Prothrombin time/INR

The prothrombin time (PT) is a screening test which isolates the 'extrinsic' and 'common' pathways of the in vitro coagulation cascade model. Coagulation factors and cofactors within each pathway operate in concert to generate a fibrin clot end-point, the time taken to form the clot being the PT.

Patient plasma is incubated with thromboplastin reagent, which contains recombinant tissue factor, synthetic phospholipids & calcium ions. FVIIa forms a complex with tissue factor in a phospholipid and calcium dependent manner to autoactivate FVII and then FX to FXa to begin the 'common' pathway which generates thrombin via the prothrombinase complex to form a fibrin clot. The process of timing to clot formation begins upon the addition of calcium ion-containing thromboplastin to replace those removed by the tri-sodium citrate anticoagulant and thereby facilitate functioning tenase and prothrombinase complexes.

For rare occasions where interfering factors compromise PT analysis on the automated analysers, we have an alternative rabbit brain-derived reagent used on a semi-manual coagulometer employing a mechanical clot-detection technique. It can also aid detection of lupus anticoagulants and dysreactive FVIIs.
Clinical details: 
An elevated prothrombin time (PT) can be due to one or more of the following:

● hereditary or acquired deficiencies of factors II, V, VII & X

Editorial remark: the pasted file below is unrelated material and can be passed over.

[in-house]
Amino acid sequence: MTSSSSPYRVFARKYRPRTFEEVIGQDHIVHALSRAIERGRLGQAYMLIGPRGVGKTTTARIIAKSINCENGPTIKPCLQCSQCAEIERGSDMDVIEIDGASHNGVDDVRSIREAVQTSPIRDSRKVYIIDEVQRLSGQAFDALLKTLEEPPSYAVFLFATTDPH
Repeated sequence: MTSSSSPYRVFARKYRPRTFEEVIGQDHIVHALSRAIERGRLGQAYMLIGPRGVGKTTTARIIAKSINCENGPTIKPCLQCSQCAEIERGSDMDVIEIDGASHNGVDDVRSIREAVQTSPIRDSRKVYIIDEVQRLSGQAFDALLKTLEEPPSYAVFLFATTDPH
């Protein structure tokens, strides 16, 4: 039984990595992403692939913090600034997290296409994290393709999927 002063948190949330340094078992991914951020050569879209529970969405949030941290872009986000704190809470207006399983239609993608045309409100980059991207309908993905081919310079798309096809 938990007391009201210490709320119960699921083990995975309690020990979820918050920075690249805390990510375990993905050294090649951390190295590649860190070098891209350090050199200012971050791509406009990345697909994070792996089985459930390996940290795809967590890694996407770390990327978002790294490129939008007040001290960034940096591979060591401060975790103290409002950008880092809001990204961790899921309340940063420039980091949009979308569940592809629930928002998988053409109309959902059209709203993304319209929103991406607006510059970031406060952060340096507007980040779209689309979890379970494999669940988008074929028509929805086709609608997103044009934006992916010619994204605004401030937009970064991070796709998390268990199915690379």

● autoantibodies/inhibitors against the above coagulation factors
● vitamin K deficiency
● liver disease
● disseminated intravascular coagulation
● lupus anticoagulant (rare)
● anticoagulant therapy with vitamin K antagonists, direct thrombin inhibitors, direct-FXa inhibitors

Unexpectedly elevated PTs additionally receive a mixing test, which is an PT performed on a mixture of equal volumes of patient and normal plasma. Most factor deficiencies will return into the reference range as the normal plasma supplies a sufficient level of the missing or reduced factor(s) to restore a normal clotting time. Conversely, most inhibitors will exert their effect on the normal plasma as well as the patient plasma and the PT remains elevated.
Reference range: 

"INR 0.8 - 1.2 PT (s) 9.9 - 11.6"

International normalised ratio (INR) Seconds
Sample type and Volume required: 
External requests: Citrated platelet poor plasma
500µL x 1 aliquot
Internal requests: please refer to EPR label
Turnaround time: 
4 hours
Special sample instructions: 

The sample should be analysed within 4 hours of venepuncture. Please ensure sample tubes are filled exactly to the fill-line as underfilling creates a dilution error and leads to inaccurate results.

Diagnostic Haemostasis and Thrombosis Department
020 7188 2797
St Thomas' Hospital
North Wing - 4th and 5th Floors
Westminster Bridge Road
London SE1 7EH

Laboratory opening times
For clinical advice or interpretation of results, please contact the laboratory in the first instance.

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Last updated: 09/03/2017